This question is specific to Mac users. If you are experiencing trouble importing the data into LabChart using a Windows computer, please contact our support team.
  1. The first thing to do is check the recording file. Go to Finder and locate the file location.
  2. Open the file using a text editor. The beginning of the file contains metadata entered by the user and some important data about the recording added by the software. After this section, there should be one column of data.
    • If there are two columns of data, open the file in excel and delete the first column of data.
    • If this is the case, open NemAcquire and go to the File Menu. Select Recording Options. Uncheck the “Timestamp” option. This will prevent future recordings from adding this column and make import easier.
  3. If you have only one column of data and are still having trouble importing the file into LabChart, open the recording file. Remove the metadata within the file up to the “channel_1” text. Now you should be able to import the data into LabChart for Mac.

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Q: I’ve received data back from the free Recording Analysis Service and I would like to know more about the confidence values. What explicitly do these mean?

 

A confidence value is given to each recording that has been analyzed based on the recording’s signal-to-noise ratio and the ease of analysis. We recommend reviewing any recording at a confidence value of six or less. The confidence values for a standard N2 control recording are detailed below. These constraints may be slightly different for  mutants or with drug treatments known to cause irregular waveforms and frequency. Signal-to-noise ratio, false positive and false negative rates remain the most important factor for determining the confidence value of any recording.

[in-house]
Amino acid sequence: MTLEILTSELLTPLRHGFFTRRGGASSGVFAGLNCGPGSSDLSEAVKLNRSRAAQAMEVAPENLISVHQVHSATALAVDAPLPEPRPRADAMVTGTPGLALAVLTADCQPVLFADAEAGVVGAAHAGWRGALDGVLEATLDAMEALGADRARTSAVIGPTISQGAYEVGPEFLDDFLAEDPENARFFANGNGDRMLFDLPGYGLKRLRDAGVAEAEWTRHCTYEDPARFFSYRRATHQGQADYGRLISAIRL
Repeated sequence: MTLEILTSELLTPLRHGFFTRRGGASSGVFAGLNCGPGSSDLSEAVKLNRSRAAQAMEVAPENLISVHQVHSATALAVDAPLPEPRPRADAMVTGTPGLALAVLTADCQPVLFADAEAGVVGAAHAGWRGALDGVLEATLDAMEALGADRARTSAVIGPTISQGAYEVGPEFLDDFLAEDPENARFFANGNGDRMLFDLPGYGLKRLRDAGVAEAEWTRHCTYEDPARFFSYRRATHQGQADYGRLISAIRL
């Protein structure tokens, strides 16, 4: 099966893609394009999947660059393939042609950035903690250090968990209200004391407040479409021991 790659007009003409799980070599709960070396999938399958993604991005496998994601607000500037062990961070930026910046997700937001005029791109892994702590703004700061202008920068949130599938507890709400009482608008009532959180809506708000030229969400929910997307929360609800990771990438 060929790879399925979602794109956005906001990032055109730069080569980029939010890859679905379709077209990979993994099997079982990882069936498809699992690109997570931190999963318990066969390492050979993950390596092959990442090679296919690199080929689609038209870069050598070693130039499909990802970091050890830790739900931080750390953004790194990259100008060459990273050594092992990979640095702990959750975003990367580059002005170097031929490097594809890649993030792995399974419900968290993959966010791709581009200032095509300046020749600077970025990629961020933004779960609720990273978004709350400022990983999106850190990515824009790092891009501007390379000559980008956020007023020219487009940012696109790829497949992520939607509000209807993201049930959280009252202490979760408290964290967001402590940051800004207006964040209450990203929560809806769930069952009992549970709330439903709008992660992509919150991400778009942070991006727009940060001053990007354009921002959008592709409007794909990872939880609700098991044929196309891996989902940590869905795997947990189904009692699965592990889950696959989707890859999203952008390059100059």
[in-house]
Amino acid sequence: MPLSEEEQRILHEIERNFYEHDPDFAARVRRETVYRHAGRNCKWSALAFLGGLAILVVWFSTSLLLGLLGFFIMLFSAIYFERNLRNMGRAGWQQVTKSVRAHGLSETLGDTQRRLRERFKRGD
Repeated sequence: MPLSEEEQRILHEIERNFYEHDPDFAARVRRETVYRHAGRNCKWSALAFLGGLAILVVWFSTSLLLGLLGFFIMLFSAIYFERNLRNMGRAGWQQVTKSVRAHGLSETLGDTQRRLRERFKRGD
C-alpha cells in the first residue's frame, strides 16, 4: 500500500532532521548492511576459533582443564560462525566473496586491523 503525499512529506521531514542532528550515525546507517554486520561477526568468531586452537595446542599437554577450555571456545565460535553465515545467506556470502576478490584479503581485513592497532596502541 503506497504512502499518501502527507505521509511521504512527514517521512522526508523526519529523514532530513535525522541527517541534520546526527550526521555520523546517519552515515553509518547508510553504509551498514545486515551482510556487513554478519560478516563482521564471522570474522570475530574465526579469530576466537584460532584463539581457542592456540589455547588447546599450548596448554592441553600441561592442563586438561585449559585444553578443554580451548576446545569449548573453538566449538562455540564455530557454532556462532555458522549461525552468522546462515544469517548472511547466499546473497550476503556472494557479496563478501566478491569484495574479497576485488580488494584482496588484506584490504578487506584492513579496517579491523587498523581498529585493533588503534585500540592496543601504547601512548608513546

10
Waveforms are easily visually identifiable
Consistent pumping frequency and amplitude
False positive and false negative rate < 1%
Signal-to-noise ratio < 5%
 

8
Waveforms are largely visually identifiable

Small variations in pumping frequency and amplitude
False positive and false negative rate < 5%
Signal-to-noise ratio < 10%

6
Some irregular waveforms

Inconsistent pumping frequency and amplitude
False positive and false negative rate < 10%
Signal-to-noise ratio < 20%

4
Many irregular waveforms

Inconsistent pumping frequency and amplitude
False positive and false negative rate < 20%
Signal-to-noise ratio < 40%

2
Pumps are not visually identifiable

Detecting pumping frequency and amplitude is difficult
False positive and false negative rate < 40%
Signal-to-noise ratio < 40%

To get higher confidence values for recordings, make sure that you have low baseline noise amplitudes (See I’m experiencing high frequency noise in the chip. What can I do to resolve this?) and add lab notes about dead, abnormal, or poorly pumping worms.

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Q: I just received data from the free Recording Analysis Service, and many of my recordings had no pumps. What does this imply and what can I do to get more quantitative data?

 
Drug treatments or genetic mutations can alter worms’ behavior and the resulting pharyngeal signal. This is a great thing! However, it does imply some subtlety when considering our data analysis service. We have very specific criteria for what constitutes a “pump” when we analyze data: to be identified as  a “pump,” the waveform must have both an apparent E and R spike, as well as a minimum interval between E and R spikes of at least 30 ms. Sometimes analyzed recordings are returned with ‘no apparent pumps’ because:
  • The recordings lacked obvious E and/or R spikes
  • Intervals between events identified as E and R spikes were too short (less than 30 ms)
  • EPG signals could not be distinguished from noise.
Except for the latter case, when signal-to-noise ratio was poor, the finding that a worm produced no electrical events identifiable as pumps during a recording can be a positive result. For example, the anthelmintic drug ivermectin at 10 µM blocks pumping after about 10 min, so the absence of pumping indicates the drug was effective. When canonical pumps are not identified, there may still be important phenotypic signatures in the recordings such as missing E or R spikes, failed action potentials, failed pumps, etc. Therefore we recommend that investigators always review their recordings for more subtle phenotypes that our data analysis service is not set up to detect.